Calix Couches Ethernet Story
That's what some conclude when they realize that Calix, a member of the Ethernet in the First Mile Alliance (EFMA), doesn't have Ethernet as a generally available service on its flagship product, the C7. As a Calix critic put it: "How could a company take up the mantle of marketing Ethernet advances when Ethernet isn't even part of that company's commercial offering?"
It's a fair question and, as these things usually go, there's more to the story. When Calix first announced its product, the company mentioned it would eventually support Ethernet, but noted by way of a*teri*k* and small print that Ethernet wouldn't be generally available until some time in 2003. Their story hasn't changed: Ethernet still isn't generally available on Calix's C7 product.
However, Calix does have the ability to handle Ethernet connections. A spokesperson for the company says that Calix has "several hundred" Ethernet ports running in customer networks now. "It is up and running today, but we have not made it generally available. It's a distinction we make internally to get some mileage out of the functionality before releasing it to a broader set of customers."
The Ethernet dustup is one of many niggling items Calix has dealt with in recent months. Indeed, building a product that collapses the functions of so many devices -- digital loop carrier (DLC), DSLAM, next-gen Sonet add/drop multiplexer, IP router, Ethernet switch, ATM switch, optical access platform, and digital crossconnect -- onto one platform is not for the faint of heart (see Calix Comes Out).
The initial release of Calix's C7 product was about six months late, Light Reading sources say. Some recent enhancements to the system -- Release 2.0 -- were also several months behind the company's original plans. The C7's Release 2.0 was slated for debut on August 31, 2002, according to company documents dated April 2002. The actual release happened last week.
Calix maintains that such schedule flip-flops are par for the startup course. "While we may have had roadmap slips between 12 and 18 months ago, over the last 12 months we have been cautiously optimistic with regard to business traction," the spokesperson says.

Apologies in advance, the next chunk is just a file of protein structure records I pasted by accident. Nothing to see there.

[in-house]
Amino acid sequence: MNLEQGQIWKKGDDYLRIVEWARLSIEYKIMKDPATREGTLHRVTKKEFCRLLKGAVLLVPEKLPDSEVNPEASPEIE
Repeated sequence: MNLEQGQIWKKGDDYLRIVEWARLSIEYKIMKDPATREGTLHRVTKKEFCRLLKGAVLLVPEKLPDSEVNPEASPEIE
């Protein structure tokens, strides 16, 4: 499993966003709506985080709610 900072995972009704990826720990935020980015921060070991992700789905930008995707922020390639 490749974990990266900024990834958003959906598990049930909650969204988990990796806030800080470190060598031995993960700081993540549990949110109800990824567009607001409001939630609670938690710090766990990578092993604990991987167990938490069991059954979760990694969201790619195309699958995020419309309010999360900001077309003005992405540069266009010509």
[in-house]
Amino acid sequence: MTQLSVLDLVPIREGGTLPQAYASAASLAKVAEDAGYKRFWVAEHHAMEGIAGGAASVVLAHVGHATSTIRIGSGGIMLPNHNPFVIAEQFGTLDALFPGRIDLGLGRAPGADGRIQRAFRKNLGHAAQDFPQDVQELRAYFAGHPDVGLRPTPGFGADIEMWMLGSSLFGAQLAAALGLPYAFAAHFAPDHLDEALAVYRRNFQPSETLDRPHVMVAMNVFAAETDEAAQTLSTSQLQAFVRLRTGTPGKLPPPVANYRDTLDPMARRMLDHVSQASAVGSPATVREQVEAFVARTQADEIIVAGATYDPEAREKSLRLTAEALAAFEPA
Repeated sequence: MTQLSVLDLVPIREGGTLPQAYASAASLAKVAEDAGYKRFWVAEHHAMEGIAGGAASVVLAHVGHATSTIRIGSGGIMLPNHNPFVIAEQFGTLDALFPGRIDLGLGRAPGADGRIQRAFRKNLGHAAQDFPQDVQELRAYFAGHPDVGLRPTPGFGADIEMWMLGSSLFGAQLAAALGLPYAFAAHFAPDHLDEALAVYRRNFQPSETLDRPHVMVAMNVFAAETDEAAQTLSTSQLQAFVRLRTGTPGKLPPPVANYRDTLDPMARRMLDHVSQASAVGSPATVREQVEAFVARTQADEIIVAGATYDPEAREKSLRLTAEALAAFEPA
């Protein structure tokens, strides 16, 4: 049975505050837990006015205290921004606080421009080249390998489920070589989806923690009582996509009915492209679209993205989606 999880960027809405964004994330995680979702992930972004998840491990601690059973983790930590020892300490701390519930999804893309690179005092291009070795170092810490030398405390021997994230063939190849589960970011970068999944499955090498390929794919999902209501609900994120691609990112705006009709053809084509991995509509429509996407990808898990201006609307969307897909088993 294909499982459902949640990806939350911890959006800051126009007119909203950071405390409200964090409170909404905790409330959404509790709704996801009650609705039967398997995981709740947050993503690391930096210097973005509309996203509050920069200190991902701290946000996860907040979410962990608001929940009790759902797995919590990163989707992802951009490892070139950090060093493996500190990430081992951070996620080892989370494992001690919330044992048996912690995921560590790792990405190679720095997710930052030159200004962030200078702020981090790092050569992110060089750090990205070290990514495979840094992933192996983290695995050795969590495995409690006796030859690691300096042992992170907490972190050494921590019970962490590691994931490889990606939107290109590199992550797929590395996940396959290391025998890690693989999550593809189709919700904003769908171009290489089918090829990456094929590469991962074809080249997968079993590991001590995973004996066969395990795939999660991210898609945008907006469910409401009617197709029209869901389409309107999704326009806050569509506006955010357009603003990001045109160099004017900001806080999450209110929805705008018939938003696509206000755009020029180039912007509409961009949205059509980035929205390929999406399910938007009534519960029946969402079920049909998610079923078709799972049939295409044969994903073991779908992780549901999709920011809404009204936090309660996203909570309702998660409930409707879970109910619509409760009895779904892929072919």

The company also says that it now has shipped more than 700 systems with more than 80,000 ports to more than 70 customers nationwide -- more than it originally announced (see Calix Blossoms).
Calix's raison d'être is to get all the integrated functions on its box in tip-top shape so it can help incumbent phone carriers steal back some of the voice, video, and data customers they're losing to the cable providers (see Telcos Tackle Triple Play ). In a May sit-down with Light Reading the company talked up its ability to offer video services over DSL.
"One of our [independent LEC] customers is getting a 30 percent penetration rate with their video [over DSL] services where they offer them," says CEO Carl Russo. Several of those customers switched from cable or satellite service, Russo says, and half of them have signed up for video on demand.
While Calix continues to build up steam for a run at the RBOC market, the company is blunt about the challenges of selling a system with so many functions crammed into so small a space. "On any single function, from a first-cost standpoint, we are competitive, but do not look at us as being the lowest first cost. We're not the cheapest," says Russo.
"What happens is as soon as you go in and add the second function -- forget it," he says, with a dismissive gesture. "As you add functions and applications, it becomes quite difficult to compete with us."
— Phil Harvey, Senior Editor, Light Reading